Before you opened Morimoto and Buddakan, you suggested your arrival in New York was the biggest restaurant event in a decade. Were you serious?
It was a public-relations thing. I knew that Morimoto was going to get good press because he was the Iron Chef. I was very concerned that Buddakan would be, maybe I was too paranoid, overlooked. I knew I had to get the press to talk about it. So I sort of kept what may appear to have been an arrogant tone.
So are you saying your arrival in New York wasn’t momentous?
I shouldn’t say this now because I don’t want to come across as cocky! But I do! I think it’s one of the more interesting things that New York has seen.
Why do people go to big, theatrical restaurants?
People go to restaurants to escape reality. Most people’s jobs are boring, and when they go out to a restaurant it’s a big thing. That’s why there should be something in the restaurant design that takes your breath away.
What about, you know, the food? I believe food counts for 60 percent of your success; ambience, including design, 40 percent.
People say big, expensively designed megarestaurants kill off smaller, better-quality restaurants.
One or two big restaurants open and suddenly they’re an evil trend. In the end, it’s survival of the fittest. The good will triumph.
So are reviews not important?
They’re the enemy and we must win. We’re like Marines going into battle.
You seem a little intense. What do you do for fun?
I don’t really have any fun. I’ve always been the guy throwing the party. I don’t really hang out with anybody. I just work.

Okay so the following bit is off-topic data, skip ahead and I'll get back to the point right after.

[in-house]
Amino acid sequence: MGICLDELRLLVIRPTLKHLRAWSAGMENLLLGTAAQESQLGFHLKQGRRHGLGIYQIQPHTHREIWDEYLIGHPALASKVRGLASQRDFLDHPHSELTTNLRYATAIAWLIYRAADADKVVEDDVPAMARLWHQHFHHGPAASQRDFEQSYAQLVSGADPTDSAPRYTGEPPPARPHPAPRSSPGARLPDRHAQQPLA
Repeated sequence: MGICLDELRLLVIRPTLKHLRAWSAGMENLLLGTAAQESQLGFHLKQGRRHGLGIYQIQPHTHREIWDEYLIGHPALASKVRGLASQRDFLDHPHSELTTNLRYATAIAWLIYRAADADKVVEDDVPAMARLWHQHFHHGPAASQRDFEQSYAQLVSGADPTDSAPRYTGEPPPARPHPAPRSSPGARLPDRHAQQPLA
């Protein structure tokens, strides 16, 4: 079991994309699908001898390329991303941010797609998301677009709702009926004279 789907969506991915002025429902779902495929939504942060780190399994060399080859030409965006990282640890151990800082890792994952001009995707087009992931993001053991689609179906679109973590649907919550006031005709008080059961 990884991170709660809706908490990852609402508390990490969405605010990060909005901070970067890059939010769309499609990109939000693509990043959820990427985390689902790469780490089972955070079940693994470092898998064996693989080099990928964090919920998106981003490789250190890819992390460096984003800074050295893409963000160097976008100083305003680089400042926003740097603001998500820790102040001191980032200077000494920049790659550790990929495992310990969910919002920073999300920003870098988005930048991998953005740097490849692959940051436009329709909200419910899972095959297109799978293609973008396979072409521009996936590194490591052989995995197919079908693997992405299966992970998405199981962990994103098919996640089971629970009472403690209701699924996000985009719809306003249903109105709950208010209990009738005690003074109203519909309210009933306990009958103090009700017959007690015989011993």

You almost passed up on hiring Morimoto.
I hired a headhunter to find me a Japanese chef that could cook on the level and do sushi on the level of Nobu. Little did I know that they’d get me the guy from Nobu. I met him here at the Mercer Hotel. Morimoto barely spoke. He was with an American guy. They kind of fooled me. Morimoto didn’t come for a job. He came to get an investor to open his restaurant. I first decided I didn’t want to be partners. And then the Iron Chef thing hit. And I said, you know what, this thing’s a cult. I called him again and said, “Let’s do it.”
Will you be hiring more big-name chefs? Aren’t they a gimmick?
I’m not looking for more celebrity chefs. I don’t want that. With a celebrity chef I don’t have total control. I have to respect him or her, which I would do, but I can’t totally dominate the decision as I could with someone simply as an employee. I prefer to cultivate new great young talent. You get these young guys out of culinary school that are really talented and you hope to evolve them.
People knock your restaurants for being stage sets for beautiful people.
We get celebrities. I like having celebrities. Every supermodel in the world is there. We still need the steady bridge-and-tunnel crowd. Even restaurants that think they’re supercool and super-trendy need the suburbs.
Do you have to feed the bridge-and-tunnel crowd different food?
Listen, I don’t come at restaurants from being a foodie. There’s a pretentiousness to that. People want to eat food that’s not frightening. They like lobster, they like crab. You can prepare them in a very unique way. But it can’t all be skate or pork belly or frog’s legs.
What’s your position on foie gras?
I took it off the menu in Philadelphia. We were getting an incredible amount of protests. And honestly, deep down when I really understood what was going on with the ducks, I think it’s kind of not cool to serve it.
What’s next for you in New York?
We’d like to do one of the Philly restaurants here, Jones or Continental. I’m also thinking of opening a small hotel in New York. I used to just want to do it in Philadelphia, but the more I’m here the more I feel confident I could do one here.
What does Philly have that New York doesn’t?
New York has cheesesteaks, Philly cheesesteaks, in fact.
I’ve never had a cheesesteak in New York, and I can’t imagine they do it right. There’s something in the water or in the bread in Philadelphia.